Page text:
Movement. I wrote about this in my self-care post about movement, but the way I started to incorporate exercise back into my life wasn’t working for me. I have always worked out in the morning before breakfast; that is when I feel the strongest. That meant I had to fit it in before Mason woke up, which hardly ever went according to plan. I didn’t want to sacrifice sleep too much (because it is just as important, and I was very tired), and I still wanted to have some sense of a morning routine. Let’s just say attempting this was doing more harm than good to my mental health, the opposite of the role movement is supposed to play in my life. I decided that if I was able to, I would exercise after breakfast and after the nanny arrived. Whether that was in my home office or attending a class, it meant I would have the freedom and peace of mind to move without interruption. It was an immediate game-changer!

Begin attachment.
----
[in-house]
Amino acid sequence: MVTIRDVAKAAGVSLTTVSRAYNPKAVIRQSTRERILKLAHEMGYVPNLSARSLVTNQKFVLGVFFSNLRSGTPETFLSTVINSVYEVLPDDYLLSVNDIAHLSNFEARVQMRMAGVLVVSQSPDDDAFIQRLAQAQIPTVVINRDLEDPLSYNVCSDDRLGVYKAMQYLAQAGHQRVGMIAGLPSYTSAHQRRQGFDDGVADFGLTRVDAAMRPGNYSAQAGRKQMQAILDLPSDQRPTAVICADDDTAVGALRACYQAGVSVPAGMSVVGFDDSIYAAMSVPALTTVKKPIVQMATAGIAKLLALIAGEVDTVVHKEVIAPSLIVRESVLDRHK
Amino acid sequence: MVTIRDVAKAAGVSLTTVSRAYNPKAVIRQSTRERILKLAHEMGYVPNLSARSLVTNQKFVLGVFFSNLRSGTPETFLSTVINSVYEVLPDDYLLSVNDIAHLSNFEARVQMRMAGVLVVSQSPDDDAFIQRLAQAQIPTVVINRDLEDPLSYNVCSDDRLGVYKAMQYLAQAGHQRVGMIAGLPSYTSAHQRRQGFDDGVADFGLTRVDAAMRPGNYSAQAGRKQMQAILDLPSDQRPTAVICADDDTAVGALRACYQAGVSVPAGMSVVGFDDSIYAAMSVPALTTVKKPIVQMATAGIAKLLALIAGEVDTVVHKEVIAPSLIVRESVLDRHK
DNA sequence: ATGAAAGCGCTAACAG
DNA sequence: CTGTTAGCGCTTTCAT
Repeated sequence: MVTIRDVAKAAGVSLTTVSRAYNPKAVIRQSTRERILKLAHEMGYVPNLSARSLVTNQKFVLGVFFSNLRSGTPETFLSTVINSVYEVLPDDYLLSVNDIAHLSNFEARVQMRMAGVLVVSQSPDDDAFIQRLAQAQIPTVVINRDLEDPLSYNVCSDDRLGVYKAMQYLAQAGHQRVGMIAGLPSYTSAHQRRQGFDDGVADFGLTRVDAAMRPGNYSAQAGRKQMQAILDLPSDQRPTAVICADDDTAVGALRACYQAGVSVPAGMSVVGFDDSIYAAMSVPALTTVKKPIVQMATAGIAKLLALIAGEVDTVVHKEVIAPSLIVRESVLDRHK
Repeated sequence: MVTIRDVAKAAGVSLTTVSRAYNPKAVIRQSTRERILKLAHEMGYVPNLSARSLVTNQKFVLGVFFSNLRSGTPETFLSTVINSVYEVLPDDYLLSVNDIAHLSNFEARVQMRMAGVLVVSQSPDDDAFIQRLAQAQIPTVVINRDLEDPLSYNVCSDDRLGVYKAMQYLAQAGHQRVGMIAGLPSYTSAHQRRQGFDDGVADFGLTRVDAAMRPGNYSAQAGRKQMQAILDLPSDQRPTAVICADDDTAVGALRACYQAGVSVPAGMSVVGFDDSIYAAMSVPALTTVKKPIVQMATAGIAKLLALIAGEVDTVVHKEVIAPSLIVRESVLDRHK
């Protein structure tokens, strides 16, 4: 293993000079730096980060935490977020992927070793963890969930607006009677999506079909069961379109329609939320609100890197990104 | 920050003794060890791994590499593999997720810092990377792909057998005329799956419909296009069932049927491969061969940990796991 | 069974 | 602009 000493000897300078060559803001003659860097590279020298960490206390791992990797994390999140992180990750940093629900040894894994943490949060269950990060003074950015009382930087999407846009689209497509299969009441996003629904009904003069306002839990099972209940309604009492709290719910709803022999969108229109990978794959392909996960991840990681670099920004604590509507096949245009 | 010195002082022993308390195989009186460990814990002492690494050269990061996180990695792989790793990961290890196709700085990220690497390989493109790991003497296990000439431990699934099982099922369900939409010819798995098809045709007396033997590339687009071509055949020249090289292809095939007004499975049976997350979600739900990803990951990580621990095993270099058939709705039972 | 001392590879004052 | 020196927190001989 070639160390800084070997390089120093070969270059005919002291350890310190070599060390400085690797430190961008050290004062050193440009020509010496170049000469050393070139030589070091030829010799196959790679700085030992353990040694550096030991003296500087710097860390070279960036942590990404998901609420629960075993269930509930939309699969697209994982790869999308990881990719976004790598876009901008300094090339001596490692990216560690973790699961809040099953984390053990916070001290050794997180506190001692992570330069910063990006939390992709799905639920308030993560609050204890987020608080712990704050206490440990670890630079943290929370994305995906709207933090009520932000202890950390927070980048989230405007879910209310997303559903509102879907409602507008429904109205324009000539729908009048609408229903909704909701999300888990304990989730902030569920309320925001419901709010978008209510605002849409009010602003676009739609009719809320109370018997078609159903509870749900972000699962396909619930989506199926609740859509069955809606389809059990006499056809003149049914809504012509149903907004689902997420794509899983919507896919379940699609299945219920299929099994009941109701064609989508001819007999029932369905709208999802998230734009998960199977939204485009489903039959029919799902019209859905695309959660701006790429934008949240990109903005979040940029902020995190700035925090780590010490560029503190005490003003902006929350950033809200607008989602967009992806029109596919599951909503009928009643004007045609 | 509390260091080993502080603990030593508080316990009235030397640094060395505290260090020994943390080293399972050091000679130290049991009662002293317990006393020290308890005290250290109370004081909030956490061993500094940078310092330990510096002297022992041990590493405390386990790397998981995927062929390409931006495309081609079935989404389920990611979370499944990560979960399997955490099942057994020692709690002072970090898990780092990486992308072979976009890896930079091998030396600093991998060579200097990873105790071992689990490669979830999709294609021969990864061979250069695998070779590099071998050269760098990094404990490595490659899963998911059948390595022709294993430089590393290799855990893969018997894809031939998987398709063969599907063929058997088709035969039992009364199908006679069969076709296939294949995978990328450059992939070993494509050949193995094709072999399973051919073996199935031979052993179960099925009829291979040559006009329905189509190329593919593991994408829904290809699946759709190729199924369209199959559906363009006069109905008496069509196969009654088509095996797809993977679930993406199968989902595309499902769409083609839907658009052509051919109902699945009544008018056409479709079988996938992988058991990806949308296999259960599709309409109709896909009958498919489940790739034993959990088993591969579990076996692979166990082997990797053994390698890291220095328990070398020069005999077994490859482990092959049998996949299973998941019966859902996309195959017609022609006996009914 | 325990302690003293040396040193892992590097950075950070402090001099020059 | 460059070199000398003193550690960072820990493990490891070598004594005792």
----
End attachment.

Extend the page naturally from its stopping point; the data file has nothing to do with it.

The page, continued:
Stress. This is where things got real. I knew this was the slice of the pie affecting me the most. I have never handled stress well. I don’t know that many people do, and “stress management” has always been this shiny term that I can’t seem to fully grasp. My meditation practice had been put on pause, and I could feel the depletion from being a new mom, running a business, and navigating this new chapter. My tendency when feeling this way is to avoid, flee, and numb. This time around, I have tried to stay in the work, carve out moments that allow me to feel like myself, and ask for help. Writing regularly again has helped. It is something that gets me in the flow, and although it can leave me feeling vulnerable and raw, it feeds my soul. When there is alignment and moments of daily joy, it makes the other stuff more manageable.